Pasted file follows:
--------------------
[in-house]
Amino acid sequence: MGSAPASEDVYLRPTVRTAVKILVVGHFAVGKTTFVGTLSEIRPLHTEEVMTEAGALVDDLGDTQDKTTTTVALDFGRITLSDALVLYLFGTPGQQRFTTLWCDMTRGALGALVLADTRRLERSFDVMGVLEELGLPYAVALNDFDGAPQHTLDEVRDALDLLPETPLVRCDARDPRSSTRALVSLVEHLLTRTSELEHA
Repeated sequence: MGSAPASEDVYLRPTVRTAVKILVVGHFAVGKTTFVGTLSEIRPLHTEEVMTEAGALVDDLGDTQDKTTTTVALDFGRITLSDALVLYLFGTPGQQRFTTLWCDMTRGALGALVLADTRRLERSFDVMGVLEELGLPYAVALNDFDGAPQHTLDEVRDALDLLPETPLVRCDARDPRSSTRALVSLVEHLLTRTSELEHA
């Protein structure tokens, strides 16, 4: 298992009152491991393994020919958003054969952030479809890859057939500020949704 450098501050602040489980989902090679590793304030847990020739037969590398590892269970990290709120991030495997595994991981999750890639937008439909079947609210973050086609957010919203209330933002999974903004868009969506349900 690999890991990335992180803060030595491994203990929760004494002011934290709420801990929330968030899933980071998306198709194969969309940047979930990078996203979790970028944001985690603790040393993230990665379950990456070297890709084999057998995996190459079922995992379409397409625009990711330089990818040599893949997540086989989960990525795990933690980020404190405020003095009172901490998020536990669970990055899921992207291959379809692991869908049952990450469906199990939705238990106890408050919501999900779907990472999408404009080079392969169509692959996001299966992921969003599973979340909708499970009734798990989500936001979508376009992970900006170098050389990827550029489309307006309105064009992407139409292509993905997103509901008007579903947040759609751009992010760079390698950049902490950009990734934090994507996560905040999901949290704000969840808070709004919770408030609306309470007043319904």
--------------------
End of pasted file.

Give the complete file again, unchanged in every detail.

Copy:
[in-house]
Amino acid sequence: MGSAPASEDVYLRPTVRTAVKILVVGHFAVGKTTFVGTLSEIRPLHTEEVMTEAGALVDDLGDTQDKTTTTVALDFGRITLSDALVLYLFGTPGQQRFTTLWCDMTRGALGALVLADTRRLERSFDVMGVLEELGLPYAVALNDFDGAPQHTLDEVRDALDLLPETPLVRCDARDPRSSTRALVSLVEHLLTRTSELEHA
Repeated sequence: MGSAPASEDVYLRPTVRTAVKILVVGHFAVGKTTFVGTLSEIRPLHTEEVMTEAGALVDDLGDTQDKTTTTVALDFGRITLSDALVLYLFGTPGQQRFTTLWCDMTRGALGALVLADTRRLERSFDVMGVLEELGLPYAVALNDFDGAPQHTLDEVRDALDLLPETPLVRCDARDPRSSTRALVSLVEHLLTRTSELEHA
């Protein structure tokens, strides 16, 4: 298992009152491991393994020919958003054969952030479809890859057939500020949704 450098501050602040489980989902090679590793304030847990020739037969590398590892269970990290709120991030495997595994991981999750890639937008439909079947609210973050086609957010919203209330933002999974903004868009969506349900 690999890991990335992180803060030595491994203990929760004494002011934290709420801990929330968030899933980071998306198709194969969309940047979930990078996203979790970028944001985690603790040393993230990665379950990456070297890709084999057998995996190459079922995992379409397409625009990711330089990818040599893949997540086989989960990525795990933690980020404190405020003095009172901490998020536990669970990055899921992207291959379809692991869908049952990450469906199990939705238990106890408050919501999900779907990472999408404009080079392969169509692959996001299966992921969003599973979340909708499970009734798990989500936001979508376009992970900006170098050389990827550029489309307006309105064009992407139409292509993905997103509901008007579903947040759609751009992010760079390698950049902490950009990734934090994507996560905040999901949290704000969840808070709004919770408030609306309470007043319904």